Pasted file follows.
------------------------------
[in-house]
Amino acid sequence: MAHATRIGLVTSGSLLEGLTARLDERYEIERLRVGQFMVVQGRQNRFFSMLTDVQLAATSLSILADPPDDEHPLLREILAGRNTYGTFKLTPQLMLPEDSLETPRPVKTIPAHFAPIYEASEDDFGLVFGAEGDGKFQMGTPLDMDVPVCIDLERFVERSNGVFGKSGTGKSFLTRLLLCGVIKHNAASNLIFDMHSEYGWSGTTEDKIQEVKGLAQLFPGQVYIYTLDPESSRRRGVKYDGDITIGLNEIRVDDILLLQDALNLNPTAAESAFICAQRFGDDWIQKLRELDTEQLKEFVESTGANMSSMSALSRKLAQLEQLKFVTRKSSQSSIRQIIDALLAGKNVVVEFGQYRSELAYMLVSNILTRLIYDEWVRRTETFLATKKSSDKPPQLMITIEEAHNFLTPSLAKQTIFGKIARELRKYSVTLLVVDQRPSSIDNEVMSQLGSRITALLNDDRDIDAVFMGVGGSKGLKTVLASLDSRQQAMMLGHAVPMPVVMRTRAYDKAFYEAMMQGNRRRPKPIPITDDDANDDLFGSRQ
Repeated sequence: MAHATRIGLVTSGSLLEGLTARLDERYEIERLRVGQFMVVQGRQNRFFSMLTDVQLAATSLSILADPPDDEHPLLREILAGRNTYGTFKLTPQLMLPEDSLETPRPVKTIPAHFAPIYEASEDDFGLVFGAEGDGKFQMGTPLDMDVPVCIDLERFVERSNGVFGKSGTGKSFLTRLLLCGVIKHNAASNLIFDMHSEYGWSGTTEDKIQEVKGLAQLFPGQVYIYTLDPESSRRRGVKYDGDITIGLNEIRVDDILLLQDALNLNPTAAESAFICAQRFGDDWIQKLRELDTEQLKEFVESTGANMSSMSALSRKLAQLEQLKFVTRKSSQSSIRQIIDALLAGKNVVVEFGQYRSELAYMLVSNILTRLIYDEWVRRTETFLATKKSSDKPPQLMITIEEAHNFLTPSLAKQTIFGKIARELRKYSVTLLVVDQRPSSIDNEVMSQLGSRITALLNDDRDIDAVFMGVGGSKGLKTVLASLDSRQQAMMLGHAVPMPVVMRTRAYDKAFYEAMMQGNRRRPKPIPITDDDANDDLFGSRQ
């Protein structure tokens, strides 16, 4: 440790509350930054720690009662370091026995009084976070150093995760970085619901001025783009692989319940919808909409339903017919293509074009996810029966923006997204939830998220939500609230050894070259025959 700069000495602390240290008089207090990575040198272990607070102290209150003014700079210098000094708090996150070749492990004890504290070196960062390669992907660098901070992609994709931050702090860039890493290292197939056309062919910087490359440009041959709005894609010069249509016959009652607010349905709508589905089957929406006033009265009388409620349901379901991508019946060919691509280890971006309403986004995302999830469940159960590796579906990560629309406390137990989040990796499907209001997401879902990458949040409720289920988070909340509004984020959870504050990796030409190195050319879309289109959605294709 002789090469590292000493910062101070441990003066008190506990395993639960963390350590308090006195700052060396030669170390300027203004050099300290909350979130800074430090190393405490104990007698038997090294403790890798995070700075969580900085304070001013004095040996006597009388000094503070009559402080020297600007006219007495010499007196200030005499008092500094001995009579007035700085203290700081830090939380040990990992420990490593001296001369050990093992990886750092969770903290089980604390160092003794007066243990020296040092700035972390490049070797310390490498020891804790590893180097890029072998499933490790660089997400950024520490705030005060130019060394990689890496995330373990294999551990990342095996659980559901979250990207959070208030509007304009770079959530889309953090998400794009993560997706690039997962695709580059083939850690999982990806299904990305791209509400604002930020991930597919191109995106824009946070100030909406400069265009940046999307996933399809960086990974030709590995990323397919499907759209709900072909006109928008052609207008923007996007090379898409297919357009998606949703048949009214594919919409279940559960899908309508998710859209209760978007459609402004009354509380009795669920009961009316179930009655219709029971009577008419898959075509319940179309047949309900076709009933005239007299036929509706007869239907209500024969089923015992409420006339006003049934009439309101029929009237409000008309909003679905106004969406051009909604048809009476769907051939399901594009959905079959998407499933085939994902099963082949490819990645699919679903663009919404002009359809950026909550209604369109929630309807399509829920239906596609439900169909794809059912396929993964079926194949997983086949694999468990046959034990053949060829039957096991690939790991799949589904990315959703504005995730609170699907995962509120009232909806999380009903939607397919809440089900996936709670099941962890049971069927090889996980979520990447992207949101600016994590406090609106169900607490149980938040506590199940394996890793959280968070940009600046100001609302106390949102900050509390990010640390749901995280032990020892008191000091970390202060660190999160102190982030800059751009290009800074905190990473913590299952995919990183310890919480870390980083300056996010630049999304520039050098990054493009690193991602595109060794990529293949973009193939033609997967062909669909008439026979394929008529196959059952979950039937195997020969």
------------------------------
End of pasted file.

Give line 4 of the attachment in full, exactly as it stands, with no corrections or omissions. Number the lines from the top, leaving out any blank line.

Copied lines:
């Protein structure tokens, strides 16, 4: 440790509350930054720690009662370091026995009084976070150093995760970085619901001025783009692989319940919808909409339903017919293509074009996810029966923006997204939830998220939500609230050894070259025959 700069000495602390240290008089207090990575040198272990607070102290209150003014700079210098000094708090996150070749492990004890504290070196960062390669992907660098901070992609994709931050702090860039890493290292197939056309062919910087490359440009041959709005894609010069249509016959009652607010349905709508589905089957929406006033009265009388409620349901379901991508019946060919691509280890971006309403986004995302999830469940159960590796579906990560629309406390137990989040990796499907209001997401879902990458949040409720289920988070909340509004984020959870504050990796030409190195050319879309289109959605294709 002789090469590292000493910062101070441990003066008190506990395993639960963390350590308090006195700052060396030669170390300027203004050099300290909350979130800074430090190393405490104990007698038997090294403790890798995070700075969580900085304070001013004095040996006597009388000094503070009559402080020297600007006219007495010499007196200030005499008092500094001995009579007035700085203290700081830090939380040990990992420990490593001296001369050990093992990886750092969770903290089980604390160092003794007066243990020296040092700035972390490049070797310390490498020891804790590893180097890029072998499933490790660089997400950024520490705030005060130019060394990689890496995330373990294999551990990342095996659980559901979250990207959070208030509007304009770079959530889309953090998400794009993560997706690039997962695709580059083939850690999982990806299904990305791209509400604002930020991930597919191109995106824009946070100030909406400069265009940046999307996933399809960086990974030709590995990323397919499907759209709900072909006109928008052609207008923007996007090379898409297919357009998606949703048949009214594919919409279940559960899908309508998710859209209760978007459609402004009354509380009795669920009961009316179930009655219709029971009577008419898959075509319940179309047949309900076709009933005239007299036929509706007869239907209500024969089923015992409420006339006003049934009439309101029929009237409000008309909003679905106004969406051009909604048809009476769907051939399901594009959905079959998407499933085939994902099963082949490819990645699919679903663009919404002009359809950026909550209604369109929630309807399509829920239906596609439900169909794809059912396929993964079926194949997983086949694999468990046959034990053949060829039957096991690939790991799949589904990315959703504005995730609170699907995962509120009232909806999380009903939607397919809440089900996936709670099941962890049971069927090889996980979520990447992207949101600016994590406090609106169900607490149980938040506590199940394996890793959280968070940009600046100001609302106390949102900050509390990010640390749901995280032990020892008191000091970390202060660190999160102190982030800059751009290009800074905190990473913590299952995919990183310890919480870390980083300056996010630049999304520039050098990054493009690193991602595109060794990529293949973009193939033609997967062909669909008439026979394929008529196959059952979950039937195997020969």